Aa...lets see... at eight I was one, standard two I was nine, standard three, 10, standard four... yeah … I was 14 then, OK. Yes, I was 14, now I could reason out things. If the family is not creating economic activity and the animals are almost finished because other sons had used them in marriage and other things. The only alternative was to look at the soil. So that helped me to develop some liking for farming. And really it helped me go through primary, I came back in 1962, I tried to go to eight straight away, it was difficult, so I retrieved. So in the afternoons and after school I did the farming…

And sold the products?
Section 3
So you virtually paid your own fees?
My own fees. I did that up to 1963 and qualified but not very well. Nineteen... yeah 1963. So what I did, I stayed home in 1964. 1965, I had enough money now, I went to Kibuk, standard eight where I now chanced to get to secondary school, Kibabii Secondary School in 1966, form one up to 69. I completed and went to Eregi for a P1 course and then I thought I should now go to practice teaching near home.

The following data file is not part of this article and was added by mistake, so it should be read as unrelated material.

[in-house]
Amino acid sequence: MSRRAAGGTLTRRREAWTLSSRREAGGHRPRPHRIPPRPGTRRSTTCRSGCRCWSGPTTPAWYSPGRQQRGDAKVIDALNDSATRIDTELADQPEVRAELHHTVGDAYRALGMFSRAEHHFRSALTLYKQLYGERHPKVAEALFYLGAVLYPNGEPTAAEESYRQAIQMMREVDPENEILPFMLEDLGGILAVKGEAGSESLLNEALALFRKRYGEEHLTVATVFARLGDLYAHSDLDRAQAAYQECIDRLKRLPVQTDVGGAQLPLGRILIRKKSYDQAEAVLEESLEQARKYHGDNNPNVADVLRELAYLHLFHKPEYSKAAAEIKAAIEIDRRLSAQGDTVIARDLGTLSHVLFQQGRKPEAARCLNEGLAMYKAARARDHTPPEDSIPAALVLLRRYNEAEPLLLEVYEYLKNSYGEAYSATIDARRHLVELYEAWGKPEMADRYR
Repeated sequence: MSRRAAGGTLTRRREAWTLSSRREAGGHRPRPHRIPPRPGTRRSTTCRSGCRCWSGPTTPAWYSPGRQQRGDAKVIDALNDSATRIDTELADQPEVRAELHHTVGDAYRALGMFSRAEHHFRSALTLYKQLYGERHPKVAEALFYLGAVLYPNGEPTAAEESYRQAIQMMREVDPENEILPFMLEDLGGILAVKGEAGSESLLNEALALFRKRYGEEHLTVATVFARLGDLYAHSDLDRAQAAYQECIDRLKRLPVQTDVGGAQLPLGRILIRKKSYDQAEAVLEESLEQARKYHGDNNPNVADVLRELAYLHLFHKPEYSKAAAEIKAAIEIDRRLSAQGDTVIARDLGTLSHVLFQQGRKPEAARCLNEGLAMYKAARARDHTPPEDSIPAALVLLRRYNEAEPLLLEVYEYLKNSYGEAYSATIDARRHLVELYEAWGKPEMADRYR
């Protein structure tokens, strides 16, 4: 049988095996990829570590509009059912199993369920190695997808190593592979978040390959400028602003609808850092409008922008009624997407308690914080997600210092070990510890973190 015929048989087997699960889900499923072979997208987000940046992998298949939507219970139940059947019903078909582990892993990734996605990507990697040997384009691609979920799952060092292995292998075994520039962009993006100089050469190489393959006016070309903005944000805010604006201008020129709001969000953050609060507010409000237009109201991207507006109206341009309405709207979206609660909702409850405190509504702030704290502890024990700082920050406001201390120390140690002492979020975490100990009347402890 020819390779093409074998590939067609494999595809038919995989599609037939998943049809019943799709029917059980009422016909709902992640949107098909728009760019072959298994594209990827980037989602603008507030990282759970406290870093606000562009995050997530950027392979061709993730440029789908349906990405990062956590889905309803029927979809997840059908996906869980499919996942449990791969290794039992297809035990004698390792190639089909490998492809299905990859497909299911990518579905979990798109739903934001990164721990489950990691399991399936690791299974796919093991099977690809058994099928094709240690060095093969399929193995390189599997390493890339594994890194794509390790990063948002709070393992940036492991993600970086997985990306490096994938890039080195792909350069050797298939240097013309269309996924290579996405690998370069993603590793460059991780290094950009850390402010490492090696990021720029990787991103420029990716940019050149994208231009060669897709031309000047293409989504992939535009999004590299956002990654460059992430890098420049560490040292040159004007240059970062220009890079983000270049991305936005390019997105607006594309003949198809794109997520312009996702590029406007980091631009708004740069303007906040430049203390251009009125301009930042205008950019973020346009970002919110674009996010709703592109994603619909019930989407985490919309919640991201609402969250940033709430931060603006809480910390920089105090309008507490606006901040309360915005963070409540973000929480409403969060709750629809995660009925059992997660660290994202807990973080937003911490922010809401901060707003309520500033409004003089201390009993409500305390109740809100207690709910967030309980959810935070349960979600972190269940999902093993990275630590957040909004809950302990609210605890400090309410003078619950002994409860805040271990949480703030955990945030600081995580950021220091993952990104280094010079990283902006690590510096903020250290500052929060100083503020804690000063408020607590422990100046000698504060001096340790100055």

For what reasons?
For reasons that I could now manage this soil properly since I had some little capital. So I came home, I was staffed at a school known as Kamashelo.

Kamashelo down here. I was operating to and from and then I now managed to buy oxen. I bought animals. I could now foot [the bill] for the entire family and I married after three years, building a small permanent house, did a bit of planting coffee and so on and so forth. So that one gave me an economical…eeh…

An economic base…
Yeah, base. So I did that, but then the old man now… the other brothers envied. They said this man will soon take the whole farm because he is now the manager.

Your father now became close?
Became close. And [I] said, “Papa, now do it and help others?” So many brothers went to school, those who were young, the small sisters, whatever…

You educated them?